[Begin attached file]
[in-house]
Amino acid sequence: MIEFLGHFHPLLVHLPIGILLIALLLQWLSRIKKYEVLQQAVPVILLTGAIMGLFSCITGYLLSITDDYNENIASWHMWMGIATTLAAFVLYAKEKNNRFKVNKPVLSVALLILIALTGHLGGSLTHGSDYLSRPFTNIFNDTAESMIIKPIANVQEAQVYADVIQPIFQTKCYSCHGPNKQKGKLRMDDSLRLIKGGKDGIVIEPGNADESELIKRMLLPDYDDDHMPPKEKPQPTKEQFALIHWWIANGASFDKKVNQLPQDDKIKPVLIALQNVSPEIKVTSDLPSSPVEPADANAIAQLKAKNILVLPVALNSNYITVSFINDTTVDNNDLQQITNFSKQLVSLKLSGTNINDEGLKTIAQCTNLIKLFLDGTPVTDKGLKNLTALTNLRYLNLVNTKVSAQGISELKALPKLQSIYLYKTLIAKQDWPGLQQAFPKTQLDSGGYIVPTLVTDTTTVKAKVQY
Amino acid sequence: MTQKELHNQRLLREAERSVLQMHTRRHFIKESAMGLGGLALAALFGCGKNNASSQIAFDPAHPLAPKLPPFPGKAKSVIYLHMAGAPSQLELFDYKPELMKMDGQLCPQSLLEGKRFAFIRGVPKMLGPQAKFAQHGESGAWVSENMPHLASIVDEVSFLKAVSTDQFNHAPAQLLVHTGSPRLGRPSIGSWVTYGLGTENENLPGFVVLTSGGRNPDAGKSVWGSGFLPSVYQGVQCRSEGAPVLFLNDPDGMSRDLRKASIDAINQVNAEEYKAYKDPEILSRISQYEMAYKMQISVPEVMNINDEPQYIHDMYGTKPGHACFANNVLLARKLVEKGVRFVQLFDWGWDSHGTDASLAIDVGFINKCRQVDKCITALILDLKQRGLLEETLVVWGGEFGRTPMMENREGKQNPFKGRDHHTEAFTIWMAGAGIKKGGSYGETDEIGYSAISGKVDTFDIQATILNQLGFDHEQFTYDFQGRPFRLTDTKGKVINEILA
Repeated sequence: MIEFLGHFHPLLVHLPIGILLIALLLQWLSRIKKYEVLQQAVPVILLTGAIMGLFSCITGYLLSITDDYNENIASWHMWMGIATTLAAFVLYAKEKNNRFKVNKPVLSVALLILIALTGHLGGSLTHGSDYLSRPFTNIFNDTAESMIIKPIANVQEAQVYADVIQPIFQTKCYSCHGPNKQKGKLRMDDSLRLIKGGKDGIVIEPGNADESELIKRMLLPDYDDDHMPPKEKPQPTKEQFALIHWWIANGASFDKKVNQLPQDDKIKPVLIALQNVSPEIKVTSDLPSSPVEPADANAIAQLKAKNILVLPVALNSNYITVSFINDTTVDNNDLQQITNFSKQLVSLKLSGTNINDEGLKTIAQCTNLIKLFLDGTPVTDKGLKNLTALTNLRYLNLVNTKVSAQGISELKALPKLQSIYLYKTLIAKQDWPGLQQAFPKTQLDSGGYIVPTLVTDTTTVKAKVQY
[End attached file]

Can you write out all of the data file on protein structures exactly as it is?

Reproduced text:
[in-house]
Amino acid sequence: MIEFLGHFHPLLVHLPIGILLIALLLQWLSRIKKYEVLQQAVPVILLTGAIMGLFSCITGYLLSITDDYNENIASWHMWMGIATTLAAFVLYAKEKNNRFKVNKPVLSVALLILIALTGHLGGSLTHGSDYLSRPFTNIFNDTAESMIIKPIANVQEAQVYADVIQPIFQTKCYSCHGPNKQKGKLRMDDSLRLIKGGKDGIVIEPGNADESELIKRMLLPDYDDDHMPPKEKPQPTKEQFALIHWWIANGASFDKKVNQLPQDDKIKPVLIALQNVSPEIKVTSDLPSSPVEPADANAIAQLKAKNILVLPVALNSNYITVSFINDTTVDNNDLQQITNFSKQLVSLKLSGTNINDEGLKTIAQCTNLIKLFLDGTPVTDKGLKNLTALTNLRYLNLVNTKVSAQGISELKALPKLQSIYLYKTLIAKQDWPGLQQAFPKTQLDSGGYIVPTLVTDTTTVKAKVQY
Amino acid sequence: MTQKELHNQRLLREAERSVLQMHTRRHFIKESAMGLGGLALAALFGCGKNNASSQIAFDPAHPLAPKLPPFPGKAKSVIYLHMAGAPSQLELFDYKPELMKMDGQLCPQSLLEGKRFAFIRGVPKMLGPQAKFAQHGESGAWVSENMPHLASIVDEVSFLKAVSTDQFNHAPAQLLVHTGSPRLGRPSIGSWVTYGLGTENENLPGFVVLTSGGRNPDAGKSVWGSGFLPSVYQGVQCRSEGAPVLFLNDPDGMSRDLRKASIDAINQVNAEEYKAYKDPEILSRISQYEMAYKMQISVPEVMNINDEPQYIHDMYGTKPGHACFANNVLLARKLVEKGVRFVQLFDWGWDSHGTDASLAIDVGFINKCRQVDKCITALILDLKQRGLLEETLVVWGGEFGRTPMMENREGKQNPFKGRDHHTEAFTIWMAGAGIKKGGSYGETDEIGYSAISGKVDTFDIQATILNQLGFDHEQFTYDFQGRPFRLTDTKGKVINEILA
Repeated sequence: MIEFLGHFHPLLVHLPIGILLIALLLQWLSRIKKYEVLQQAVPVILLTGAIMGLFSCITGYLLSITDDYNENIASWHMWMGIATTLAAFVLYAKEKNNRFKVNKPVLSVALLILIALTGHLGGSLTHGSDYLSRPFTNIFNDTAESMIIKPIANVQEAQVYADVIQPIFQTKCYSCHGPNKQKGKLRMDDSLRLIKGGKDGIVIEPGNADESELIKRMLLPDYDDDHMPPKEKPQPTKEQFALIHWWIANGASFDKKVNQLPQDDKIKPVLIALQNVSPEIKVTSDLPSSPVEPADANAIAQLKAKNILVLPVALNSNYITVSFINDTTVDNNDLQQITNFSKQLVSLKLSGTNINDEGLKTIAQCTNLIKLFLDGTPVTDKGLKNLTALTNLRYLNLVNTKVSAQGISELKALPKLQSIYLYKTLIAKQDWPGLQQAFPKTQLDSGGYIVPTLVTDTTTVKAKVQY